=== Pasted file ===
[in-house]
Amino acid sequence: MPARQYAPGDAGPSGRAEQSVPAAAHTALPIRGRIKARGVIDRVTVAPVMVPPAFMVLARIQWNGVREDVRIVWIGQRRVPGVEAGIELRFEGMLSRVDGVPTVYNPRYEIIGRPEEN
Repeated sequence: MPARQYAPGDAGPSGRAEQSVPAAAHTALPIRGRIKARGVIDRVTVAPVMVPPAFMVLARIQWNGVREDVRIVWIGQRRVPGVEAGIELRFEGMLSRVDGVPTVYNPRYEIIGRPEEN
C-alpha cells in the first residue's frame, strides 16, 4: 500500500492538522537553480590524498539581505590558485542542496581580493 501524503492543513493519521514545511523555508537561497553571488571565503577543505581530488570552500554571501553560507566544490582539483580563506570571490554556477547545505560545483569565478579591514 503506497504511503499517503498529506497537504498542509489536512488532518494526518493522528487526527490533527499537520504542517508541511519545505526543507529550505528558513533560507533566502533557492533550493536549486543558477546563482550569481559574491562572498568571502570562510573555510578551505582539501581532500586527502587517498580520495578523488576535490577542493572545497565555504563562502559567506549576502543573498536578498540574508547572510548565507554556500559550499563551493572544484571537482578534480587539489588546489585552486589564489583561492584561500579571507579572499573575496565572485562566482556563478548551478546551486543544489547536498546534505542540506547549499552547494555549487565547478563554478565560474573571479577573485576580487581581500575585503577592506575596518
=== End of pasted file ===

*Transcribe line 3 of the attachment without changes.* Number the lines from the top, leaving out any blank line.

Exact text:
Repeated sequence: MPARQYAPGDAGPSGRAEQSVPAAAHTALPIRGRIKARGVIDRVTVAPVMVPPAFMVLARIQWNGVREDVRIVWIGQRRVPGVEAGIELRFEGMLSRVDGVPTVYNPRYEIIGRPEEN